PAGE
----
After unremitting efforts, scientists have uncovered part of the mystery of the new coronavirus (SARS-CoV-2) and learned that this virus interacts with blood vessels through a specific region of its spike protein (called the receptor binding domain) and Enzyme 2 (ACE2) and enters human cells.
At present, dozens of research teams around the world are trying various methods to find new treatments for COVID-19. Among them, a report published by the Massachusetts Institute of Technology on the preprint website bioRxiv proposes a new idea for COVID-19 therapy: the use of new peptides.
Why is a new peptide? Generally speaking, small molecule inhibitors are less effective in destroying the extended protein binding interface, while peptides can achieve the desired effect by binding to the interface region containing multiple contact "hot spots". Therefore, MIT researchers have developed a peptide-based lead compound to prevent the binding of the receptor binding domain of the spike protein to ACE2 through the high-affinity peptide binding interface, thereby helping people resist the invasion of SARS-CoV-2.
This is not the first time MIT has used a new peptide. As early as 2018, Professor Amy Keating of the school led the team to synthesize a new peptide that can induce multiple types of peptides including breast cancer, lymphoma, and leukemia. This kind of cancer cells die, and it is expected to be used together with other drugs to treat cancer.
In this new study, the researchers performed a computer simulation of the interaction between the ACE2 receptor and the SARS-CoV-2 spike protein receptor binding domain, revealing the location of the connection between the two-an ACE2 A piece of protein that forms an alpha helix structure. Subsequently, the researchers used the previously developed peptide synthesis technology to quickly generate a 23-amino acid peptide molecule (SBP1) with the same sequence as the alpha helix of the ACE2 receptor. This is an endogenous peptide completely derived from the human body, so it can be well tolerated by the human immune system and may be very beneficial in the later stages of pre-clinical development.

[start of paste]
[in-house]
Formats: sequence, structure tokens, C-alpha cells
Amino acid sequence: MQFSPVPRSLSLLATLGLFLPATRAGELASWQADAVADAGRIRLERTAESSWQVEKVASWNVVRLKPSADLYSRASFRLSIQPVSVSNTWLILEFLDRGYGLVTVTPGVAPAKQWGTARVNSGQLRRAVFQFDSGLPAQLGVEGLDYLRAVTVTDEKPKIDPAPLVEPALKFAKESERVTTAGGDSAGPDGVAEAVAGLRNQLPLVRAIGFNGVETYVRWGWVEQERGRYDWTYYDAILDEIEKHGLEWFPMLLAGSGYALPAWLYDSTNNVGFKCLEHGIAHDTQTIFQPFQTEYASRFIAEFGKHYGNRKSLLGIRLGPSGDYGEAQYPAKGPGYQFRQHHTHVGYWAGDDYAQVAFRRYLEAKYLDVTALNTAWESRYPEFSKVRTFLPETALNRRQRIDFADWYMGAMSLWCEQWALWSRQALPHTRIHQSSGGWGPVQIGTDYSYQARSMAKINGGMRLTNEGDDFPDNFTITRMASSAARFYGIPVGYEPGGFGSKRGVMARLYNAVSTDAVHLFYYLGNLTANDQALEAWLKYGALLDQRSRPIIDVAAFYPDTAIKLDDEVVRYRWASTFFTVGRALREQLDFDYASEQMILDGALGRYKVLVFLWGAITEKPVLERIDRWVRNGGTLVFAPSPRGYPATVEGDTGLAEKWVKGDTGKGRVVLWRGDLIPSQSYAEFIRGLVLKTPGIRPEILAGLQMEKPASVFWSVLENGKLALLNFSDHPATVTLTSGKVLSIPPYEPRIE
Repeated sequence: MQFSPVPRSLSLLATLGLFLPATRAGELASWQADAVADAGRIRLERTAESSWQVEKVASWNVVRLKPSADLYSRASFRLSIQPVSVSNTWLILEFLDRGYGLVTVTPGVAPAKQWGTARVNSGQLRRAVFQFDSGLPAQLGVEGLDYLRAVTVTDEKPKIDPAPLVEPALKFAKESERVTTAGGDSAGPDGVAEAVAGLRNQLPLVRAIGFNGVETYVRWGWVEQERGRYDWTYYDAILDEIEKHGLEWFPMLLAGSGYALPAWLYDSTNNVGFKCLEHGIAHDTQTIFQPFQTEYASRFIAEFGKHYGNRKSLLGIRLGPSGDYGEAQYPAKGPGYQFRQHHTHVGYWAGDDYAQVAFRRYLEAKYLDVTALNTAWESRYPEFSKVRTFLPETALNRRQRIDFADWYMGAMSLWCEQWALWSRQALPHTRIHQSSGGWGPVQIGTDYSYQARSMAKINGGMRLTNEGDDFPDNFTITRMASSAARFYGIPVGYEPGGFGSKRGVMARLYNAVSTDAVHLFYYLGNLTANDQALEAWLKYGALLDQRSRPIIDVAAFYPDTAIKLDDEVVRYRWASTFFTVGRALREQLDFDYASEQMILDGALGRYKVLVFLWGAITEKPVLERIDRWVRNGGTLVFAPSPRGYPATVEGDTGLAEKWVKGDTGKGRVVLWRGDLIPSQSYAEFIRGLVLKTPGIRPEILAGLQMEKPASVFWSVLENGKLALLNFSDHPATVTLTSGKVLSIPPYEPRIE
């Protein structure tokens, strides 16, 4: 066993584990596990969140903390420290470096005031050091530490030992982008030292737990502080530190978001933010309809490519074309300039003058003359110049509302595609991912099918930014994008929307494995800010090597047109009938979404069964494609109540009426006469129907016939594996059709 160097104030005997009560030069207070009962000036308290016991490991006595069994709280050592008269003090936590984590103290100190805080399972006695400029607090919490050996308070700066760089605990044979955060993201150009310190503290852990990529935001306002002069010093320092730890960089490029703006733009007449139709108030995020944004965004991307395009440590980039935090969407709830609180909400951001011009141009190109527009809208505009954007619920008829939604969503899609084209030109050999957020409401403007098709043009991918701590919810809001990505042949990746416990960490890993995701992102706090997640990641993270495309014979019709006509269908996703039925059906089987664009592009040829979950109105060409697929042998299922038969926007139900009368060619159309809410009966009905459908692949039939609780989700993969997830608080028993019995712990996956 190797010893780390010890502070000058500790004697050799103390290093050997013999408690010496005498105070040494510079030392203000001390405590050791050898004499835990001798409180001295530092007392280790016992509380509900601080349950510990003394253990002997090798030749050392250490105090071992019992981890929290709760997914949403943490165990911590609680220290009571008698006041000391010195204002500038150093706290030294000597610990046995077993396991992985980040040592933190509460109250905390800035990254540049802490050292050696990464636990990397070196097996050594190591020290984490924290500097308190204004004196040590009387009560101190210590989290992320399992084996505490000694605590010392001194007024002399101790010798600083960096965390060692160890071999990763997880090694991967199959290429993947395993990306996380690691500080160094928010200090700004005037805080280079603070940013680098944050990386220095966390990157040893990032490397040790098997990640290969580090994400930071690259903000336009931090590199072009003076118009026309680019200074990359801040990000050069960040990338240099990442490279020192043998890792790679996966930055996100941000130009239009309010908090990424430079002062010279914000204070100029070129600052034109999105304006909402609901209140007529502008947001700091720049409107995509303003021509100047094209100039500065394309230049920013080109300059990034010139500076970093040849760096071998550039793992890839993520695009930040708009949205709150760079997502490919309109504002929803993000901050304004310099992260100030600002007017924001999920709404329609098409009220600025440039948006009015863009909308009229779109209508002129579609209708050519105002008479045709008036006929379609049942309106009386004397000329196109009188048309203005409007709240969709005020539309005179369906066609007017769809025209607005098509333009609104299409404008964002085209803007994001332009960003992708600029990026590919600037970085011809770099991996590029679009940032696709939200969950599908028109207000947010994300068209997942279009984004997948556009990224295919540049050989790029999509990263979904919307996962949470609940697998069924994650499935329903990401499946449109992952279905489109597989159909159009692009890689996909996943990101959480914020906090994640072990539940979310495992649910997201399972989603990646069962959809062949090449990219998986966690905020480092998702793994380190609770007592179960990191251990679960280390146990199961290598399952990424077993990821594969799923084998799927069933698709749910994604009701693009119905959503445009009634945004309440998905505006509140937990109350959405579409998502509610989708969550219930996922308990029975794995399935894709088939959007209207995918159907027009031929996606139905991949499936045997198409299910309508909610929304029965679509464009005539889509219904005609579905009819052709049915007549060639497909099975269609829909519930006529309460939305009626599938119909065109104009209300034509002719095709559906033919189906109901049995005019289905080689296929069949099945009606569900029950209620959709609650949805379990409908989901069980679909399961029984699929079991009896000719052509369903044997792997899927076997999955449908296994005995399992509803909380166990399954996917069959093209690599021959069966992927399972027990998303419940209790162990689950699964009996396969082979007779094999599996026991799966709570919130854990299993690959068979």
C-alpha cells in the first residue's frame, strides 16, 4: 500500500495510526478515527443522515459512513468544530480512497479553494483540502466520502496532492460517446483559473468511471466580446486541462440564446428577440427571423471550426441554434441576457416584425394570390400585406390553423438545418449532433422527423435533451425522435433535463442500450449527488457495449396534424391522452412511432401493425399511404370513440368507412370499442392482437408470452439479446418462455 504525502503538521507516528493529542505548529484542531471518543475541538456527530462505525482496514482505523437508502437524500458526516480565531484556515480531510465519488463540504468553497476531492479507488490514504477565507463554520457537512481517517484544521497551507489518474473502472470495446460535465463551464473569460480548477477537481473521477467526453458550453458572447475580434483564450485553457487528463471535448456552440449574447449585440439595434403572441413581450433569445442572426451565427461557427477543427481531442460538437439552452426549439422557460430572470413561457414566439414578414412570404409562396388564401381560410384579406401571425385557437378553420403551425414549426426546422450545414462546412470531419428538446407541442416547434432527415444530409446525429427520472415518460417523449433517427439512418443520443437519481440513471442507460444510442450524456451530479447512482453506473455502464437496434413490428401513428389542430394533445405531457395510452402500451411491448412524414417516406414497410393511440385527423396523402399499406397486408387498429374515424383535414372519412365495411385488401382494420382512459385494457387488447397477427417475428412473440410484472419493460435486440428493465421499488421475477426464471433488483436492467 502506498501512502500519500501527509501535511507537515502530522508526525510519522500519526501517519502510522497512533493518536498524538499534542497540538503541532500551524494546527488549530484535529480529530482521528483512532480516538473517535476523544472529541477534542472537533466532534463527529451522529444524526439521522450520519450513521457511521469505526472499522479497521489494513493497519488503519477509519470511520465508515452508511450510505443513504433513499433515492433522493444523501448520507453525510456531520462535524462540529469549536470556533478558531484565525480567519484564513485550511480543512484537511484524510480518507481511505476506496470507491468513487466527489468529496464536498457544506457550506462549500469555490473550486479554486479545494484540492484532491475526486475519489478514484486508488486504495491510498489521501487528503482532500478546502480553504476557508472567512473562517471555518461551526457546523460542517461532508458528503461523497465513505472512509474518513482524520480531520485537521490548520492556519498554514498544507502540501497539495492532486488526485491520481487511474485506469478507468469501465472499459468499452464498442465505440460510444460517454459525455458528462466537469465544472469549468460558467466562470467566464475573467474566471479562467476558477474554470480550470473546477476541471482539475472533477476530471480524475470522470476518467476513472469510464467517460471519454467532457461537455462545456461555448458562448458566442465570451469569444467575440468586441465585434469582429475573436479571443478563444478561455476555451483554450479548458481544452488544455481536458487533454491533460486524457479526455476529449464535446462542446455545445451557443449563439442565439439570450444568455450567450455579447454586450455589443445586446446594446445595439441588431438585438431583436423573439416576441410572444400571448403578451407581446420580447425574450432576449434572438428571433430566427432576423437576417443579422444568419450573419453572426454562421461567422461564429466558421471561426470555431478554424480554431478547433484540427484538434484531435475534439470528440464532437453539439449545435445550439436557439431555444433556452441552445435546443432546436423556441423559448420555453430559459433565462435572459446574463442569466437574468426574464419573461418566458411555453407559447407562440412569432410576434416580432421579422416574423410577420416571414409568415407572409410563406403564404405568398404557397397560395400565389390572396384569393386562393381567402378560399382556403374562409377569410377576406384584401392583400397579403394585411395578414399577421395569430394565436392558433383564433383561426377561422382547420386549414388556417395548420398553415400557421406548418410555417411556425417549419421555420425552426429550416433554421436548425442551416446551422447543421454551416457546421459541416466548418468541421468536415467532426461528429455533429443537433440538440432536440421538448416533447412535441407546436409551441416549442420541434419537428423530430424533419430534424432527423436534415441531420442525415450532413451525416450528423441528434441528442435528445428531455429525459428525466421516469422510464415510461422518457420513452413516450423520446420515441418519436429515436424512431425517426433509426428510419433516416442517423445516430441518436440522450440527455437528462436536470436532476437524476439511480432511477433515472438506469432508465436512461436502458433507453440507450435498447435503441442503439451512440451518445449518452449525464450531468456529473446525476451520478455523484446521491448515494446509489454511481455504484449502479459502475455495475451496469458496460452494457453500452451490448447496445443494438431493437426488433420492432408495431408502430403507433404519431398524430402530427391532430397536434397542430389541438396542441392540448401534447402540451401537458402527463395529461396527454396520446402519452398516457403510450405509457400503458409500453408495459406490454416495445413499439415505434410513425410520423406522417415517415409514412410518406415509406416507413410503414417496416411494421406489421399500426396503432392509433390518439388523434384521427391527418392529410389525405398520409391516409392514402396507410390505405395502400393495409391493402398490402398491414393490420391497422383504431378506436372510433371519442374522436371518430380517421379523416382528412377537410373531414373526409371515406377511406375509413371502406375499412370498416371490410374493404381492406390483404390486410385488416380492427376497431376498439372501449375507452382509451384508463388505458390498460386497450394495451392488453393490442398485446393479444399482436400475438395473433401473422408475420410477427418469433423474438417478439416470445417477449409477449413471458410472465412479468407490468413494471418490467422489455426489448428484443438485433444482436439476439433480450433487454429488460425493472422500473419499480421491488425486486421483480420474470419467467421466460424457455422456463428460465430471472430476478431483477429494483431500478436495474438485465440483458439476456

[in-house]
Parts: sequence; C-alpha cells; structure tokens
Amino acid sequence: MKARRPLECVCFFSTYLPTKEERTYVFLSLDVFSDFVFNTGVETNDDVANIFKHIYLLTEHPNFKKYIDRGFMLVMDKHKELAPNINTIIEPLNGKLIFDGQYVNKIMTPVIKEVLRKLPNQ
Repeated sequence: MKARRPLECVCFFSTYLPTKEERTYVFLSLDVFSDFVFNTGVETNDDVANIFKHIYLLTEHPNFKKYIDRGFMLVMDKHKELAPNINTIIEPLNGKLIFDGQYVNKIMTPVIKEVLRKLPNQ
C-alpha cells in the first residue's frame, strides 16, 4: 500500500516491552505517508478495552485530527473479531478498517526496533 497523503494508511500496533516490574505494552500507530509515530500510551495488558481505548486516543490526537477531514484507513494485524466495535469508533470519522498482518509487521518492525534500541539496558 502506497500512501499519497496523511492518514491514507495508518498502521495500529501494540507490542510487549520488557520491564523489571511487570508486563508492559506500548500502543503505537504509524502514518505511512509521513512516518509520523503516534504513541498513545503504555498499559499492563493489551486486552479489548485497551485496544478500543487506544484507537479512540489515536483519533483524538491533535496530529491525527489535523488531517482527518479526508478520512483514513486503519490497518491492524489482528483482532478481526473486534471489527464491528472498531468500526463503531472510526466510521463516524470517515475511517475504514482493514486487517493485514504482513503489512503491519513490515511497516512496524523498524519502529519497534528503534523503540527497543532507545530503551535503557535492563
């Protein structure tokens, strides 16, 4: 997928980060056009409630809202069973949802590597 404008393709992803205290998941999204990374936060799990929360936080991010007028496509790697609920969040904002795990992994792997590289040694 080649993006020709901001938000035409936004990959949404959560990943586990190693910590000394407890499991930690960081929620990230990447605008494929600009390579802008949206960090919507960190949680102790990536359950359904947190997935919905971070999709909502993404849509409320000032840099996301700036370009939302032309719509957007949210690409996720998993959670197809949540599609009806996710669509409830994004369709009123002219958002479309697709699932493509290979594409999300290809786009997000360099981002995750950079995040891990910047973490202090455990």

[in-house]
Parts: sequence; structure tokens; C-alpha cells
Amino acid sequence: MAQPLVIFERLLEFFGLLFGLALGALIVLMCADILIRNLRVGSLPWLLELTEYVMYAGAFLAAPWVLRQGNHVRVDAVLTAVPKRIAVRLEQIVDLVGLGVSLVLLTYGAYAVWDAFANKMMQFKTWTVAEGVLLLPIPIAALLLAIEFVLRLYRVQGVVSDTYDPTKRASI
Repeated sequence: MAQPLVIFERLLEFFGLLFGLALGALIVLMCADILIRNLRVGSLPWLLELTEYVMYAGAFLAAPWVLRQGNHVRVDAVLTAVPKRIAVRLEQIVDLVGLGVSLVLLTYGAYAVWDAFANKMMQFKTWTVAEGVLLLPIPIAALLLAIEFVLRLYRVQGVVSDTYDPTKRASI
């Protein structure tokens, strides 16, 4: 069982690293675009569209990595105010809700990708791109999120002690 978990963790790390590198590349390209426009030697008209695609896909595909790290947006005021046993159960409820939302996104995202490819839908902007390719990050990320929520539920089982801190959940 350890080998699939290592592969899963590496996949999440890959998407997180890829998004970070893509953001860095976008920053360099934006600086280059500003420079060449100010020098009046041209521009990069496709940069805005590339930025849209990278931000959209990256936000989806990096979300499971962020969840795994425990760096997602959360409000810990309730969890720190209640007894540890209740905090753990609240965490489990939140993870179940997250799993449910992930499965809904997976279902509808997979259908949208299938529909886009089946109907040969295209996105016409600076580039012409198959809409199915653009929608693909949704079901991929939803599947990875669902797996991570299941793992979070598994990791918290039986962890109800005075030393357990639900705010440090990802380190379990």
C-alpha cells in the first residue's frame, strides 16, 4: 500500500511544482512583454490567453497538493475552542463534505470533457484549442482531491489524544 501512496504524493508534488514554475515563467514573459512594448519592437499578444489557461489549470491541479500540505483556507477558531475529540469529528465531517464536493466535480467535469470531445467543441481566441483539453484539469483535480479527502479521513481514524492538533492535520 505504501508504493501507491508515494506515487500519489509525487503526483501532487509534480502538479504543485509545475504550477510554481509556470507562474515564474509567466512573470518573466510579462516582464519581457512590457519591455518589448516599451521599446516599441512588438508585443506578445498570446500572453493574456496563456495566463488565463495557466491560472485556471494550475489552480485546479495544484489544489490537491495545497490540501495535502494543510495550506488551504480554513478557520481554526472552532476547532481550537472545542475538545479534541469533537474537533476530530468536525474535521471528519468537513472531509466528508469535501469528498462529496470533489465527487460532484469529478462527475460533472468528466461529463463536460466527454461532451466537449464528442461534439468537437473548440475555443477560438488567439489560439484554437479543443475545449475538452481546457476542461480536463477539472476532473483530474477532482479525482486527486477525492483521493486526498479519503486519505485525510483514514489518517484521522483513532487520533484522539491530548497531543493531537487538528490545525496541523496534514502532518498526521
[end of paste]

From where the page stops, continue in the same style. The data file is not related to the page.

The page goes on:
Based on a bench-top flow peptide synthesis system, researchers can form connections between amino acids (components of proteins) in about 37 seconds, and generate complete peptide molecules containing up to 50 amino acids in one hour.
In addition to SBP1, the researchers also synthesized peptides with a short sequence of only 12 amino acids found in the alpha helix, and then tested the two peptides using an instrument from the Massachusetts Institute of Technology that can detect the strength of molecular binding. It was found that the longer peptides bind closely to the receptor binding domain of the COVID-19 spike protein, while the shorter peptides have little effect.
Brad Pentelute, the first author of the report and an associate professor in the Department of Chemistry at MIT, said, “We are confident that we know exactly where the molecule interacts and use this information to further guide improvements, so that we can hope to obtain a higher affinity. And greater effectiveness to prevent the virus from entering the cell." At present, researchers have sent SBP1 to the research laboratory of Icahn School of Medicine at Mount Sinai to test its effect on infected human cells and animal models.
However, one disadvantage of peptide drugs is that they cannot usually be taken orally and must be injected intravenously or subcutaneously. At the same time, how to make the drug stay in the blood long enough is also a problem. Pentelute said, "It is difficult to predict how long the test will be, but my goal is to complete the test within a few weeks. If the results are more challenging, it may take several months."